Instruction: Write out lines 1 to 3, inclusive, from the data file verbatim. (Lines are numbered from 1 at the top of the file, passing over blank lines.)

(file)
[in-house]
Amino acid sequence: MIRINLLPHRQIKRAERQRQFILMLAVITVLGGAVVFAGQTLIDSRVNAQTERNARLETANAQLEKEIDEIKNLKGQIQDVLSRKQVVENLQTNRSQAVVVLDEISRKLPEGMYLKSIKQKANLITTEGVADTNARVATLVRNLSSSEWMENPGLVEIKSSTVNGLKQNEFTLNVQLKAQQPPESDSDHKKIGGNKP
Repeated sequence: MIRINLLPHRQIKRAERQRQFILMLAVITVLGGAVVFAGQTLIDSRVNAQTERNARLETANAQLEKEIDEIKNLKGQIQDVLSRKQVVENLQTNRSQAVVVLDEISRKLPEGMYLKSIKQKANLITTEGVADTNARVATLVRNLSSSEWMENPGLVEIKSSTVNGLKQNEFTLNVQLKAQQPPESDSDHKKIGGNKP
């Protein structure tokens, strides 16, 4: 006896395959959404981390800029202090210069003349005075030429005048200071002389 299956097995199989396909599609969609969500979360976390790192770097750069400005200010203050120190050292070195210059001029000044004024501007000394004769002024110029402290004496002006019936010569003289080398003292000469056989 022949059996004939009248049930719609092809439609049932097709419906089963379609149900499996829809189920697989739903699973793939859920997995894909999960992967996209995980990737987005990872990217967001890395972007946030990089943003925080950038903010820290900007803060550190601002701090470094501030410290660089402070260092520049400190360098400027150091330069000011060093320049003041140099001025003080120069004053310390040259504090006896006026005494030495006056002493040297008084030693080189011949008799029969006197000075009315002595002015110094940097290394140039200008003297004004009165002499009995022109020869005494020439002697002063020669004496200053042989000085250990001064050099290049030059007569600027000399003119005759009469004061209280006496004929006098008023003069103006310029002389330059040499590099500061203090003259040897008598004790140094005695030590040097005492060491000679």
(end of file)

[in-house]
Amino acid sequence: MIRINLLPHRQIKRAERQRQFILMLAVITVLGGAVVFAGQTLIDSRVNAQTERNARLETANAQLEKEIDEIKNLKGQIQDVLSRKQVVENLQTNRSQAVVVLDEISRKLPEGMYLKSIKQKANLITTEGVADTNARVATLVRNLSSSEWMENPGLVEIKSSTVNGLKQNEFTLNVQLKAQQPPESDSDHKKIGGNKP
Repeated sequence: MIRINLLPHRQIKRAERQRQFILMLAVITVLGGAVVFAGQTLIDSRVNAQTERNARLETANAQLEKEIDEIKNLKGQIQDVLSRKQVVENLQTNRSQAVVVLDEISRKLPEGMYLKSIKQKANLITTEGVADTNARVATLVRNLSSSEWMENPGLVEIKSSTVNGLKQNEFTLNVQLKAQQPPESDSDHKKIGGNKP